Photograph courtesy of Inkaterra lodges
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The Inkaterra Machu Picchu Pueblo Hotel is nestled among a lush expanse of rain forest.

Photograph courtesy of Inkaterra lodges

This hotel wants to save the rain forest

A sanctuary for native species, Inkaterra’s Machu Picchu hotel is at the forefront of sustainable tourism.

Ever since its 1911 rediscovery, the fabled Inca city of Machu Picchu has been hailed as one of the world’s wonders. Its intricate architecture and terraced slopes draw a million visitors a year, who flock to the lodges and hostels in nearby Aguas Calientes.

Among those is a hotel that’s a destination in its own right. Set in a global gem of biodiversity, Inkaterra Machu Picchu Pueblo Hotel is one of the finest—and oldest—ecotourism destinations in Peru.

Machu Picchu 101 Built without the use of mortar, metal tools, or the wheel, Machu Picchu is an engineering marvel. But why was it built—and deserted?

“The question is, why did the Inca go to Machu Picchu?” says José Koechlin. “It’s because of the scenery, the nature.”

Koechlin, who founded Inkaterra in 1975 with the country’s first private concession for rain forest tourism, takes a businesslike approach to conservation. “If you’re running a business, you need to know your stock,” Koechlin says of the thorough ecological surveys conducted by the hotel’s core staff of scientists.

Their work has blossomed: From butterflies to bromeliads, more than 1,500 species are preserved on Inkaterra land, including 28 species introduced to science by Koechlin’s “inventories.” Three new orchids have been discovered at Machu Picchu this year alone.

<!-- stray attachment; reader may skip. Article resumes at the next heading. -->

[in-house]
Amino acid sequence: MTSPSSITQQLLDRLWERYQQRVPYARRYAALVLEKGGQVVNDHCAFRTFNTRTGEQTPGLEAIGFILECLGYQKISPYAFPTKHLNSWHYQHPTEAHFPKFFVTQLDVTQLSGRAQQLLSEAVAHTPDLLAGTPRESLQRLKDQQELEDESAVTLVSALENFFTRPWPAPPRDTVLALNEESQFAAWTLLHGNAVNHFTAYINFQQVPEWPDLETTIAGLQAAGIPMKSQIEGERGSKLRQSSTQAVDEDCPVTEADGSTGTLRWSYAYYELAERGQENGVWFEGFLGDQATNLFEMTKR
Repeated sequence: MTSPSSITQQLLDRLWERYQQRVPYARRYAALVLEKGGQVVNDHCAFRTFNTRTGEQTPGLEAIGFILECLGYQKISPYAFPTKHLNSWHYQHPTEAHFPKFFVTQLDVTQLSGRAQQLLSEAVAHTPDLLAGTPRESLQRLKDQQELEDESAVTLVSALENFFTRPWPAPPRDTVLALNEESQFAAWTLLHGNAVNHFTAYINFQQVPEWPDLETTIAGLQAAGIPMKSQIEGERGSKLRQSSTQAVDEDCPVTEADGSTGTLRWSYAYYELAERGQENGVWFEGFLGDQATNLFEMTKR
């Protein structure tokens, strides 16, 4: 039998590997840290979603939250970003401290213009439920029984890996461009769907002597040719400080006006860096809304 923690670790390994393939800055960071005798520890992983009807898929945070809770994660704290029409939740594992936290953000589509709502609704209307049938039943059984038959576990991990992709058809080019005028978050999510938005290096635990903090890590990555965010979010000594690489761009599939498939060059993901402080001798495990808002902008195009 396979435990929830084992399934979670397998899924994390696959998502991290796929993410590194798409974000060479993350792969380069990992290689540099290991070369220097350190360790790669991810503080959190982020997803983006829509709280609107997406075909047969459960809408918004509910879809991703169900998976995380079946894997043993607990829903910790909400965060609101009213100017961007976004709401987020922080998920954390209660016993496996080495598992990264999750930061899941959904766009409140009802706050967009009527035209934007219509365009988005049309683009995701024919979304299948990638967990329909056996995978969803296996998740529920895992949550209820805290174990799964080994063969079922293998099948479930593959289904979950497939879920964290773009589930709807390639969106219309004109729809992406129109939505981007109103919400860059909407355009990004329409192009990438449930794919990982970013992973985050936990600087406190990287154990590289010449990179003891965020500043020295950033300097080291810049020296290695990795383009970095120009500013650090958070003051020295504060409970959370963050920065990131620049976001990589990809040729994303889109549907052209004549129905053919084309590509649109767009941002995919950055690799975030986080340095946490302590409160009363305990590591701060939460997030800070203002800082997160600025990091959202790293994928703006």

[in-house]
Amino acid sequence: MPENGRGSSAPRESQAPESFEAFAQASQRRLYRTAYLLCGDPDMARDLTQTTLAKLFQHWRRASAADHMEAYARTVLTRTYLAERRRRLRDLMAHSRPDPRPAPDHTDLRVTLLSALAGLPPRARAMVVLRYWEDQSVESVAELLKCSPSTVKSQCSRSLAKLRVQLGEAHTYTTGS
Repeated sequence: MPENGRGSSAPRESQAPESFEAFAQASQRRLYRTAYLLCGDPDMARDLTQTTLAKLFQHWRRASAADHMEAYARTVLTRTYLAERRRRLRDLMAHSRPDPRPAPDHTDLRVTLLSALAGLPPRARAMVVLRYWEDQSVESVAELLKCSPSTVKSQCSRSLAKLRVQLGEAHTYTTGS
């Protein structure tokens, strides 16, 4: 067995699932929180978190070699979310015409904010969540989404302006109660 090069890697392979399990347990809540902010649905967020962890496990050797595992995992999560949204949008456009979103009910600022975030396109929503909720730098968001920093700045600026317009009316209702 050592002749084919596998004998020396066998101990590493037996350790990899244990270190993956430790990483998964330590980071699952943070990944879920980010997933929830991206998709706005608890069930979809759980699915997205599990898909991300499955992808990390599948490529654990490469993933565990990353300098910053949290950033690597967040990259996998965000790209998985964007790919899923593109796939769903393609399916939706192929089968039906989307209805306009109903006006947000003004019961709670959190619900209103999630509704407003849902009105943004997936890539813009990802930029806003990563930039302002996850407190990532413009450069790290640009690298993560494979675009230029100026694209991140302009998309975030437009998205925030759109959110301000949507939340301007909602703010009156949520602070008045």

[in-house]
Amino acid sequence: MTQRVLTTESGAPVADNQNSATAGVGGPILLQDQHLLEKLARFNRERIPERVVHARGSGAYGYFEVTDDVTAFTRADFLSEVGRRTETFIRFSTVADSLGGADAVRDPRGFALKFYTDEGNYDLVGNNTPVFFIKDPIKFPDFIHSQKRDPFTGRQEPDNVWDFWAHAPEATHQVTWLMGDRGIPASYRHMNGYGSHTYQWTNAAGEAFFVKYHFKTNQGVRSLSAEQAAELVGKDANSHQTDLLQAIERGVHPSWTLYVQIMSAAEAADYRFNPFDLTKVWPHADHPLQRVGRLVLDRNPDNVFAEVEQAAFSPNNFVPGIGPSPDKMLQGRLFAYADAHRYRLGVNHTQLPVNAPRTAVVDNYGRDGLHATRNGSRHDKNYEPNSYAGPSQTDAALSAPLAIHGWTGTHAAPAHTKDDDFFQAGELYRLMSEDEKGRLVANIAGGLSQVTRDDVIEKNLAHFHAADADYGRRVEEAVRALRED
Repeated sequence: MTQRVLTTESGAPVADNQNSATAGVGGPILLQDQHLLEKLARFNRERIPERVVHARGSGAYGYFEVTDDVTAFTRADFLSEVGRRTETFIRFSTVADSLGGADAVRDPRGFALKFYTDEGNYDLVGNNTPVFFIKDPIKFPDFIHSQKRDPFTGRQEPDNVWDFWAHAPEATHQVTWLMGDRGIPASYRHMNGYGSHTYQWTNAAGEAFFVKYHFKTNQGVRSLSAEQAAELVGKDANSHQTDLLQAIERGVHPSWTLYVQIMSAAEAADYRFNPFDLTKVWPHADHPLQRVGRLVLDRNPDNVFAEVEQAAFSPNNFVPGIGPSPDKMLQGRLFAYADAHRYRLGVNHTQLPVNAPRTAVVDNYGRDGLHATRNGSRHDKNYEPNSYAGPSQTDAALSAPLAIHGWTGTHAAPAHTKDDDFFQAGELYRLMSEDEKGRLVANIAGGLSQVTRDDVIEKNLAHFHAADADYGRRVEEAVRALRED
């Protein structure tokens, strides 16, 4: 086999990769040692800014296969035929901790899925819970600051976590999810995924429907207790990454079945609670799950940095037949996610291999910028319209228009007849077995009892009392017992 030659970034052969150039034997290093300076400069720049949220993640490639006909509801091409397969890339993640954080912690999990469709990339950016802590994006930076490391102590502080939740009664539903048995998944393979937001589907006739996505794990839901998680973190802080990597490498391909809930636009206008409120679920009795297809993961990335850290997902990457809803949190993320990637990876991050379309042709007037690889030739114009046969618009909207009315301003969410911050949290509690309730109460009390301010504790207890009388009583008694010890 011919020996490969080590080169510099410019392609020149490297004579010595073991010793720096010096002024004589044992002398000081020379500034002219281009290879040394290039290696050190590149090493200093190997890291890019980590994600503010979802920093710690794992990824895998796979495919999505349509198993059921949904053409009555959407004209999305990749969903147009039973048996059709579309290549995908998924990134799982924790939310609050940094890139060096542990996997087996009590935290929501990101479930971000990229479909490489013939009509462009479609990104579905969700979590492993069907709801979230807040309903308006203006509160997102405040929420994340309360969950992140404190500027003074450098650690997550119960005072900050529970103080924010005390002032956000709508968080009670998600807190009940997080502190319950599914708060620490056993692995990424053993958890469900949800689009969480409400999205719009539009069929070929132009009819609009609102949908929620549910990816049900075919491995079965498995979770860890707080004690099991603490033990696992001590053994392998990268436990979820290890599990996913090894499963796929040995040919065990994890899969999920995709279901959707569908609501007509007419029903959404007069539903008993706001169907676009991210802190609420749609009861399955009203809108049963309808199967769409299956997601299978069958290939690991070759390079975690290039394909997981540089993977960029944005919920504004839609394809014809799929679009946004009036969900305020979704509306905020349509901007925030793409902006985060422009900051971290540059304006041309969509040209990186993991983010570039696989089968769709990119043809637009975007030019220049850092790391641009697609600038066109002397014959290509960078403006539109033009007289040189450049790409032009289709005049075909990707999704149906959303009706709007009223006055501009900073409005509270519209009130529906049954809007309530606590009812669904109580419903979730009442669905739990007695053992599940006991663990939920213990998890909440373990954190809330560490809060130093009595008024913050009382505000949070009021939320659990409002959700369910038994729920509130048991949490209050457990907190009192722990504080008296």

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Guests at the Inkaterra Machu Picchu Pueblo Hotel go bird-watching.

But Inkaterra’s conservation work isn’t limited to tallying up flora and fauna (or advocating for the rare, famous spectacled bear). In partnership with the Smithsonian Conservation Biology Institute, Koechlin has recently set his sights on restoring and protecting two ecological corridors—one in the biodiverse southeastern Madre de Dios region and one in the formerly rich fishing waters off Cabo Blanco to the north.

He’s even gone so far as to test new deep-mining techniques on his own land, a strategy he hopes will encourage locals to give up destructive shallow mining practices in favor of more profitable—and sustainable—strategies.

For Koechlin, sustainable development is as much social as environmental. “You need to develop wealth so that local people have a better quality of life. As you sustain, what are you sustaining? We need a good future for nature and for humans.”

And as for advice to visitors …

“Most people come [to Machu Picchu] because of the manmade,” Kochelin says. “But once they’re there, let’s have them look around. Let’s focus on the green mountains and see—what’s there that makes it green?”